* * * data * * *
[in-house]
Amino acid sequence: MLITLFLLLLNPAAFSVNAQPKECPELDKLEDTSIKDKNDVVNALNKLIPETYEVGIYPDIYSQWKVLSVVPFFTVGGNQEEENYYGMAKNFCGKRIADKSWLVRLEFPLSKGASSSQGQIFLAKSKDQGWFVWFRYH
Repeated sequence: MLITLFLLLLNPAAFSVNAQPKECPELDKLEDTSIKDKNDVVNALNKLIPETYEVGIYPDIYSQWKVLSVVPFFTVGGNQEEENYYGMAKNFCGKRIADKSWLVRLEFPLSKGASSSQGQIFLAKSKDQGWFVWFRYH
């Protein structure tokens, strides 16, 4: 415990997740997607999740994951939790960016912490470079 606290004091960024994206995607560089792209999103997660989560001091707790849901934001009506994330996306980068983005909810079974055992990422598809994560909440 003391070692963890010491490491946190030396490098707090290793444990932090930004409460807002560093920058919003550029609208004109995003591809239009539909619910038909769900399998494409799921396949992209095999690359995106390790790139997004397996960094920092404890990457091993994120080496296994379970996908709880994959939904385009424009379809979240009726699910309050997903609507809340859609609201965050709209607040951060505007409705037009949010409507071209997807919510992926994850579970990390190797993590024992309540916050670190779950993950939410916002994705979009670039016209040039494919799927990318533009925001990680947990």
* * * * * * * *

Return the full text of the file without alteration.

[in-house]
Amino acid sequence: MLITLFLLLLNPAAFSVNAQPKECPELDKLEDTSIKDKNDVVNALNKLIPETYEVGIYPDIYSQWKVLSVVPFFTVGGNQEEENYYGMAKNFCGKRIADKSWLVRLEFPLSKGASSSQGQIFLAKSKDQGWFVWFRYH
Repeated sequence: MLITLFLLLLNPAAFSVNAQPKECPELDKLEDTSIKDKNDVVNALNKLIPETYEVGIYPDIYSQWKVLSVVPFFTVGGNQEEENYYGMAKNFCGKRIADKSWLVRLEFPLSKGASSSQGQIFLAKSKDQGWFVWFRYH
């Protein structure tokens, strides 16, 4: 415990997740997607999740994951939790960016912490470079 606290004091960024994206995607560089792209999103997660989560001091707790849901934001009506994330996306980068983005909810079974055992990422598809994560909440 003391070692963890010491490491946190030396490098707090290793444990932090930004409460807002560093920058919003550029609208004109995003591809239009539909619910038909769900399998494409799921396949992209095999690359995106390790790139997004397996960094920092404890990457091993994120080496296994379970996908709880994959939904385009424009379809979240009726699910309050997903609507809340859609609201965050709209607040951060505007409705037009949010409507071209997807919510992926994850579970990390190797993590024992309540916050670190779950993950939410916002994705979009670039016209040039494919799927990318533009925001990680947990």